Jackie McMillan
3rd Feb 2024

Making the jump from Sri Lankan cafe to restaurant, Kurumba takes up where The Fold in Dulwich Hill left off. The narrow, two-storey Surry Hills terrace squeezes in a pale green bar downstairs, and a dusky pink dining room above. Like the predecessor, Kurumba is family run, with chef Augustus De Hoedt heading up the kitchen, and wife, Dilki, leading the floor. We kick off with Lucky Fish seaside toddies ($15), funky, fermented coconut beers that taste like kombucha under crusty salt rims. The sourness levels out with food, like quick to arrive smoked brisket pan rolls ($14/2): golden crumbed rolled crepe parcels dragged through pineapple ketchup. Albany rock oysters ($6/each) felt a bit dry but perked up sufficiently when dressed with coconut water, coriander root and calamansi lime. With jackfruit cutlets unavailable, our vegetarian companion contented himself with seeni sambol puffs ($7/each) sandwiching tamarind and onion jam and cashews in puff pastry under clouds of Vanella buffalo curd. They were tasty but on a shared table when everyone else was eating, they took way too long to arrive. 

Portion sizes are all over the shop, with floor explanations lacking and high prices being no indication of size. The short rib curry ($42) draped six small discs of too-crisp rib meat under flash-fried saltbush leaves on a dark heavy reduced curry that throws cumin, coriander and dried lime. Seven grilled heirloom carrots on buffalo curd ($21) felt like an over-inflated side. Crisp green snow peas dusted in burnt coconut and cashews in the turmeric-tinged kadju curry ($23) felt more substantial than the Lankan devilled fish ($40). This somewhat disappointing piece of Chinese fusion saw hunks of chewy, deep-fried tuna stir-fried in chilli and soy. Hot buttered soft shell crab ($28) was better at giving briny bursts of the sea against fresh lime and unnecessary black garlic aioli but some crispness wouldn’t have gone astray. The 2022 Giant Steps Chardonnay ($85/bottle) stands up to the spicing without dominating the sweetness of the crustacean. The long gaps between courses saw us go through two bottles and we’d have taken a third if one had been available to buy.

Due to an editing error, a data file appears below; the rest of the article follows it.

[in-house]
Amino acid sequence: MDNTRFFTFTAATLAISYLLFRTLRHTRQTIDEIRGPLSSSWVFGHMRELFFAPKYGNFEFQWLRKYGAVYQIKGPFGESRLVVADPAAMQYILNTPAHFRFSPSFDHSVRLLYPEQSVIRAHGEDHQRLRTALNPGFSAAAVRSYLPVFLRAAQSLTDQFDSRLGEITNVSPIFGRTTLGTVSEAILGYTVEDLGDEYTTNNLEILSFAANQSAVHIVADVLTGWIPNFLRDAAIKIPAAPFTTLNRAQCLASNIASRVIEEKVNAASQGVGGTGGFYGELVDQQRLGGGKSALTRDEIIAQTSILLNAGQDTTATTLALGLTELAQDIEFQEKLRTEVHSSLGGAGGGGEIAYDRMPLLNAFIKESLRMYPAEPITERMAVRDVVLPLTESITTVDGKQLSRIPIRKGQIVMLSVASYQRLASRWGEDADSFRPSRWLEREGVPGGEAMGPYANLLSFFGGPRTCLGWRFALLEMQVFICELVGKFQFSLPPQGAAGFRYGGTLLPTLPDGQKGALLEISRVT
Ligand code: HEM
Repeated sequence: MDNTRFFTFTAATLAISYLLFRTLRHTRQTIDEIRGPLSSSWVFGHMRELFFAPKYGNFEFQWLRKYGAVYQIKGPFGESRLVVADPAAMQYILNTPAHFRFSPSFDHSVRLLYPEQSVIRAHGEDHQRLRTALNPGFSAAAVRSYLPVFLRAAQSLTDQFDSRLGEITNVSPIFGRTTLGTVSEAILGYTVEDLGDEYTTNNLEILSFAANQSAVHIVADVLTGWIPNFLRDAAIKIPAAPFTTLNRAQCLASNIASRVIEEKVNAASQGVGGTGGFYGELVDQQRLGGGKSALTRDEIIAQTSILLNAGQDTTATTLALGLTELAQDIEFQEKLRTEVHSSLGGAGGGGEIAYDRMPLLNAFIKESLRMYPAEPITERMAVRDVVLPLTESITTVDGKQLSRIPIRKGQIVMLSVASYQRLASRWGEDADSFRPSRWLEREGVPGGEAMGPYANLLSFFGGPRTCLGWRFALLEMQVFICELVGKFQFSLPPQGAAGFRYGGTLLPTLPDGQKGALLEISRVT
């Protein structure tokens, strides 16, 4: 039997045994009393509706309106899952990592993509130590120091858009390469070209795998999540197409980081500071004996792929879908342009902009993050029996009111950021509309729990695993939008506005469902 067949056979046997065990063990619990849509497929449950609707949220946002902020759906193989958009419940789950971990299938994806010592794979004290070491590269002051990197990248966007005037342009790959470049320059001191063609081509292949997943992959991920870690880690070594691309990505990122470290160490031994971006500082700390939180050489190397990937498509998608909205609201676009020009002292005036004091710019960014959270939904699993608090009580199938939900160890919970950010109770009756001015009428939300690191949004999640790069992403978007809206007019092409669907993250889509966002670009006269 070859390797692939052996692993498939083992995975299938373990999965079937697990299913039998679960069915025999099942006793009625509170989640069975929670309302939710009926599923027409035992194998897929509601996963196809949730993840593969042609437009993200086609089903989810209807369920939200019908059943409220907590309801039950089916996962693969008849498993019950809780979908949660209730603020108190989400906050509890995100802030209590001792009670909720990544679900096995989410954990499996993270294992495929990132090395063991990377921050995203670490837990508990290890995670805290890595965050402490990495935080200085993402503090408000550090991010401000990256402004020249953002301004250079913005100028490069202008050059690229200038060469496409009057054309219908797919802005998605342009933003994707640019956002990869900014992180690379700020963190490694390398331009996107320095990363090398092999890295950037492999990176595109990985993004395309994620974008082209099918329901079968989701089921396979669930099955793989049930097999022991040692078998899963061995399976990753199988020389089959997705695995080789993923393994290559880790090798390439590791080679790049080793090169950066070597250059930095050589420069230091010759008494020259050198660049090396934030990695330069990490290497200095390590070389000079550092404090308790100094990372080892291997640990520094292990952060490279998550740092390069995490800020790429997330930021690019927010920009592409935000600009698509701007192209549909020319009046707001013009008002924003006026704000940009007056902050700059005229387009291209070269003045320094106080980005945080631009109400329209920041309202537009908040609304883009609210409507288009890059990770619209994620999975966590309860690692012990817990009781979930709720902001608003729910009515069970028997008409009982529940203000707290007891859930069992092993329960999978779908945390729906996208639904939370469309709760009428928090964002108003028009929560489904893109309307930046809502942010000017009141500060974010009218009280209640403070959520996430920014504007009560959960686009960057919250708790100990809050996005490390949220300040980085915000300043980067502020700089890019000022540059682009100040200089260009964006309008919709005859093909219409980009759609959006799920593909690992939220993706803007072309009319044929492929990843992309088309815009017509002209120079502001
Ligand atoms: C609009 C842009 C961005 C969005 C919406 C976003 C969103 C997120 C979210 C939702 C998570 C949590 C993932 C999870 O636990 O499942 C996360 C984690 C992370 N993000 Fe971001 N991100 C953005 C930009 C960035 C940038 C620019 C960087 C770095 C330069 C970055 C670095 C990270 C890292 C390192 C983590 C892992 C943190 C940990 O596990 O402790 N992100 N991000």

This length of time taken by the kitchen meant we gobbled down hand-stretched roti ($7/each) as well as a bowl of raisin, cashew and fried onion studded savoury rice ($9). Desserts remain a strong suit, with son, co-owner, and pastry chef, Travin De Hoedt coming up roses with pretty pink faluda soft serve ($19) and an even better cardamom-spiced coconut custard pudding called watalappam ($18).